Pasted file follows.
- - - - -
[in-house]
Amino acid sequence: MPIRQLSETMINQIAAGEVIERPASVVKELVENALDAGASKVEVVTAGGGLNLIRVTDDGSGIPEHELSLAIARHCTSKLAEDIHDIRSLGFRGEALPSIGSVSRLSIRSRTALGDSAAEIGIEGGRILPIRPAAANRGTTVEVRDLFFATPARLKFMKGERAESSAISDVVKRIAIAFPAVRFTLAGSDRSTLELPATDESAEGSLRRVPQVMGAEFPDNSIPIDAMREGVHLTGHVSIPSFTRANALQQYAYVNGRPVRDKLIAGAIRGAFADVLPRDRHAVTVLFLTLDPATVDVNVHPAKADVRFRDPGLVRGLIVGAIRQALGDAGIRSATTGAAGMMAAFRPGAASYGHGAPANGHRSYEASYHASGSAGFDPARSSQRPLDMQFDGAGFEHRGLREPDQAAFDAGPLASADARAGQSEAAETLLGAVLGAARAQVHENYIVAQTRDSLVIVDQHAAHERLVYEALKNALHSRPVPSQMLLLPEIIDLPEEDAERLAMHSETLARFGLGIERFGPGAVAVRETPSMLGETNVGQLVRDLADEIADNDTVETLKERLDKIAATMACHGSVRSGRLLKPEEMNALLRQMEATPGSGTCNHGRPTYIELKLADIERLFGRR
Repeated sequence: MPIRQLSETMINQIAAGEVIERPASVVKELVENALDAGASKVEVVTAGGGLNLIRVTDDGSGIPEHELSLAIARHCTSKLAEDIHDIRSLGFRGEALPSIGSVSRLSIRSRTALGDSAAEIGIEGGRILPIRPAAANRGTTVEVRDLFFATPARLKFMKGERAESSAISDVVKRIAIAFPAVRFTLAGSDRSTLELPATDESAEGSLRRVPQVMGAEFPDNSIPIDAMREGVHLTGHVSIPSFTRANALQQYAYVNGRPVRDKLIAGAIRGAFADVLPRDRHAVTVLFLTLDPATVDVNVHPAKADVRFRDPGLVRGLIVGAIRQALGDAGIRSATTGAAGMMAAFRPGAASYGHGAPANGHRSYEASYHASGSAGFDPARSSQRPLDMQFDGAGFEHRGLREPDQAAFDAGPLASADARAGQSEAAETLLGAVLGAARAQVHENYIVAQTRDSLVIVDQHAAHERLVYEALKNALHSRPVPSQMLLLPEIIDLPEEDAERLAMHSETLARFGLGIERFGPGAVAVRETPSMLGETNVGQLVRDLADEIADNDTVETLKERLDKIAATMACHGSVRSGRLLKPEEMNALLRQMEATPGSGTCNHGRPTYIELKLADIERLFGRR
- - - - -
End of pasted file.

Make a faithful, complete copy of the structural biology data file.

[in-house]
Amino acid sequence: MPIRQLSETMINQIAAGEVIERPASVVKELVENALDAGASKVEVVTAGGGLNLIRVTDDGSGIPEHELSLAIARHCTSKLAEDIHDIRSLGFRGEALPSIGSVSRLSIRSRTALGDSAAEIGIEGGRILPIRPAAANRGTTVEVRDLFFATPARLKFMKGERAESSAISDVVKRIAIAFPAVRFTLAGSDRSTLELPATDESAEGSLRRVPQVMGAEFPDNSIPIDAMREGVHLTGHVSIPSFTRANALQQYAYVNGRPVRDKLIAGAIRGAFADVLPRDRHAVTVLFLTLDPATVDVNVHPAKADVRFRDPGLVRGLIVGAIRQALGDAGIRSATTGAAGMMAAFRPGAASYGHGAPANGHRSYEASYHASGSAGFDPARSSQRPLDMQFDGAGFEHRGLREPDQAAFDAGPLASADARAGQSEAAETLLGAVLGAARAQVHENYIVAQTRDSLVIVDQHAAHERLVYEALKNALHSRPVPSQMLLLPEIIDLPEEDAERLAMHSETLARFGLGIERFGPGAVAVRETPSMLGETNVGQLVRDLADEIADNDTVETLKERLDKIAATMACHGSVRSGRLLKPEEMNALLRQMEATPGSGTCNHGRPTYIELKLADIERLFGRR
Repeated sequence: MPIRQLSETMINQIAAGEVIERPASVVKELVENALDAGASKVEVVTAGGGLNLIRVTDDGSGIPEHELSLAIARHCTSKLAEDIHDIRSLGFRGEALPSIGSVSRLSIRSRTALGDSAAEIGIEGGRILPIRPAAANRGTTVEVRDLFFATPARLKFMKGERAESSAISDVVKRIAIAFPAVRFTLAGSDRSTLELPATDESAEGSLRRVPQVMGAEFPDNSIPIDAMREGVHLTGHVSIPSFTRANALQQYAYVNGRPVRDKLIAGAIRGAFADVLPRDRHAVTVLFLTLDPATVDVNVHPAKADVRFRDPGLVRGLIVGAIRQALGDAGIRSATTGAAGMMAAFRPGAASYGHGAPANGHRSYEASYHASGSAGFDPARSSQRPLDMQFDGAGFEHRGLREPDQAAFDAGPLASADARAGQSEAAETLLGAVLGAARAQVHENYIVAQTRDSLVIVDQHAAHERLVYEALKNALHSRPVPSQMLLLPEIIDLPEEDAERLAMHSETLARFGLGIERFGPGAVAVRETPSMLGETNVGQLVRDLADEIADNDTVETLKERLDKIAATMACHGSVRSGRLLKPEEMNALLRQMEATPGSGTCNHGRPTYIELKLADIERLFGRR